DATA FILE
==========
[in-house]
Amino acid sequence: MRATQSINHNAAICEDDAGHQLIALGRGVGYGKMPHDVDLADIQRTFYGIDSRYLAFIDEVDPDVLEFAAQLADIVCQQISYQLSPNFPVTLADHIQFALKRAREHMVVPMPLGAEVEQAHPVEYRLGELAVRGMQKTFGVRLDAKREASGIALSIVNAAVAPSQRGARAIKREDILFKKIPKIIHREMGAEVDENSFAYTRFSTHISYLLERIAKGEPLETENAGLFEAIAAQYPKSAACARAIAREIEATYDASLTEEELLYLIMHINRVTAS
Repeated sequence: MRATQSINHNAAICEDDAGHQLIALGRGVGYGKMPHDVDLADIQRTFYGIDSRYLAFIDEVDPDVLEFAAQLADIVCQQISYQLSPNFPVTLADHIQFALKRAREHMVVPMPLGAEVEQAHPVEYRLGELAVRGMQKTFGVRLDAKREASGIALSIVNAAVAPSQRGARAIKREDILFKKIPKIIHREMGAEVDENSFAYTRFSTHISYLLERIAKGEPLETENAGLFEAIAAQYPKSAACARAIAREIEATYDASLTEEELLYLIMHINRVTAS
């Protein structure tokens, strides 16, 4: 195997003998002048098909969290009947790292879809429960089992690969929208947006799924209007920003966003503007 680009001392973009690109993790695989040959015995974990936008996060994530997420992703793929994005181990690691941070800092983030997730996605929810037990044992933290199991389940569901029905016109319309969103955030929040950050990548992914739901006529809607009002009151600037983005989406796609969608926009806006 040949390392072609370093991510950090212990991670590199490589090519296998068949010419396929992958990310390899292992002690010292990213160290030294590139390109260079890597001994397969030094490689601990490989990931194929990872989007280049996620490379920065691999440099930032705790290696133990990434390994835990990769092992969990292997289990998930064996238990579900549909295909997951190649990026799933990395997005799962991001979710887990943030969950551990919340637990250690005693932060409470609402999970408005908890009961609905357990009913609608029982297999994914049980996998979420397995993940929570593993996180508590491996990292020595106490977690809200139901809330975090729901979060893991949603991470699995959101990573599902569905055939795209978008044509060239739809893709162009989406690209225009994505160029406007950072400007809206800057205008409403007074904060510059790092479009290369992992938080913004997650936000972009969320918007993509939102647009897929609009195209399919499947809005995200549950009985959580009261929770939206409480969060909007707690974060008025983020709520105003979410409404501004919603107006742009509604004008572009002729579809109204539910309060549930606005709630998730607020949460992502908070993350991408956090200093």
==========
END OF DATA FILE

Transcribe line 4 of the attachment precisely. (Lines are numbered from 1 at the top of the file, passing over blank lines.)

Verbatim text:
């Protein structure tokens, strides 16, 4: 195997003998002048098909969290009947790292879809429960089992690969929208947006799924209007920003966003503007 680009001392973009690109993790695989040959015995974990936008996060994530997420992703793929994005181990690691941070800092983030997730996605929810037990044992933290199991389940569901029905016109319309969103955030929040950050990548992914739901006529809607009002009151600037983005989406796609969608926009806006 040949390392072609370093991510950090212990991670590199490589090519296998068949010419396929992958990310390899292992002690010292990213160290030294590139390109260079890597001994397969030094490689601990490989990931194929990872989007280049996620490379920065691999440099930032705790290696133990990434390994835990990769092992969990292997289990998930064996238990579900549909295909997951190649990026799933990395997005799962991001979710887990943030969950551990919340637990250690005693932060409470609402999970408005908890009961609905357990009913609608029982297999994914049980996998979420397995993940929570593993996180508590491996990292020595106490977690809200139901809330975090729901979060893991949603991470699995959101990573599902569905055939795209978008044509060239739809893709162009989406690209225009994505160029406007950072400007809206800057205008409403007074904060510059790092479009290369992992938080913004997650936000972009969320918007993509939102647009897929609009195209399919499947809005995200549950009985959580009261929770939206409480969060909007707690974060008025983020709520105003979410409404501004919603107006742009509604004008572009002729579809109204539910309060549930606005709630998730607020949460992502908070993350991408956090200093």